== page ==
Folkdays: Silbury Hill

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The Avebury World Heritage Site is a prehistoric landscape which boasts stone circles, henges, burial mounds and barrows. It has been considered a site of pilgrimage since the Neolithic and Bronze age period in which these monuments were built, and continues to draw in visitors today. It’s a place rich with mystery and fascination, and much work has gone in to piecing together the lives of those who built it.

Yet unlike the barrows, built for burials, and the henges creating enclosures for large gatherings, the purpose of nearby Silbury Hill remains one of the most enduring mysteries. In this week’s Folkdays post, I’m going to explore this mystery a little.

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Folkdays: The Oak King

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With Midsummer only a day away, it feels apt to use this week’s Folkdays post to write something about the traditions and folklore associated with the summer solstice.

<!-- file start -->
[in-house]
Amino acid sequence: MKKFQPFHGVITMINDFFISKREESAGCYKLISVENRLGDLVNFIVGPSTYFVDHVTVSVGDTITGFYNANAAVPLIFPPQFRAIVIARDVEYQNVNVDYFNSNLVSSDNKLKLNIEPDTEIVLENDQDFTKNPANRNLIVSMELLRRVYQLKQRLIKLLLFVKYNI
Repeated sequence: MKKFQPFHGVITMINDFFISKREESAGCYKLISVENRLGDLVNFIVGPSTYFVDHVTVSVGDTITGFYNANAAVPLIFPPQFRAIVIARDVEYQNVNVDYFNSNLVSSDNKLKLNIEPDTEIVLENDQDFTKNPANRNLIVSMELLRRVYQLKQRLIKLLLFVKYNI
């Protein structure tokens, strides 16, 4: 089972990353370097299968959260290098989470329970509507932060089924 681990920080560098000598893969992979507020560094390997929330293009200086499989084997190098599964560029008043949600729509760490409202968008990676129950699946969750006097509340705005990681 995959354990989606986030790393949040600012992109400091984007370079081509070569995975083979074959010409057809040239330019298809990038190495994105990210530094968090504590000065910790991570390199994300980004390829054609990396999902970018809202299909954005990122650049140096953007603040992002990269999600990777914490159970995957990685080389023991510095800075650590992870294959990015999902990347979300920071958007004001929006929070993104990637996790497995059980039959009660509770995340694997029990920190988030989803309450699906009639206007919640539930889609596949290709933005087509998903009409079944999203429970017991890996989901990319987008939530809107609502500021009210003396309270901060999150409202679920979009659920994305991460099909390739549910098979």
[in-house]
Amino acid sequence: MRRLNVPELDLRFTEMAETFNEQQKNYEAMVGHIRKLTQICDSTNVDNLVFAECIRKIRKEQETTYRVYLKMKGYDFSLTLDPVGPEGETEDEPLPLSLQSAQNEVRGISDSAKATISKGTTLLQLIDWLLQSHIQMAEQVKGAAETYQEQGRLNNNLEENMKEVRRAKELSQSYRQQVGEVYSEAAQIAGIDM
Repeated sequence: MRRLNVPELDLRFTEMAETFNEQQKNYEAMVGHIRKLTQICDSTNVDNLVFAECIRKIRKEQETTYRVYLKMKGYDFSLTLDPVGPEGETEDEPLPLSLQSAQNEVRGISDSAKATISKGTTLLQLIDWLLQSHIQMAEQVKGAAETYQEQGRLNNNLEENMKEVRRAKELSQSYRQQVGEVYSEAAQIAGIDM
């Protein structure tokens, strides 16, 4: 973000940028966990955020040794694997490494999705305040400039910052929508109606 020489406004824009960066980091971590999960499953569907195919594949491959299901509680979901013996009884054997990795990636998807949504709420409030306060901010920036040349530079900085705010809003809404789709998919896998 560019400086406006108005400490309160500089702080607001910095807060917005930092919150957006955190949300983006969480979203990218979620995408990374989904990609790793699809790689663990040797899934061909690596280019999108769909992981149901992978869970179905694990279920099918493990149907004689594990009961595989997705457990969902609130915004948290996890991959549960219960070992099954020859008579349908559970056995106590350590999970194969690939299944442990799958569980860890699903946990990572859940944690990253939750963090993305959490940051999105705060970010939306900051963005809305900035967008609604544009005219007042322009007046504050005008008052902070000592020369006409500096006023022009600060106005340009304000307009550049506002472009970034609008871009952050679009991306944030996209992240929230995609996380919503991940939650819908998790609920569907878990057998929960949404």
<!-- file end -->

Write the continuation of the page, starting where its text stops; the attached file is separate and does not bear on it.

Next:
There were so many things I could have written about: whether it be beliefs, rituals, celebrations, or traditions. Yet, one story captured my imagination more than any other: the tale of The Oak King and The Holly King.

This story stems from pagan, particularly Celtic, mythology, yet it bears similarities to many other beliefs too. Read more about this story and these intriguing deities below!

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Folkdays: Rag Trees

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The walks, especially the less-trodden tracks, around the Clent, Walton, and Wychbury Hills are where I get most of my inspiration, and where I feel my creativity recharging. One of the most special spots on these walks is the dell behind St Kenelm’s church. The spring is said to be where the Anglo-Saxon boy-king Kenelm was martyred, and the trees and undergrowth which still grow there feel powerful in an ancient way.

It is no surprise then, that the people drawn to this spot feel compelled to follow an ancient Celtic ritual, and deck the surrounding branches with rags and ribbons.

The folk tradition of the ‘clootie well’ is a fascinating one: read more about it below.

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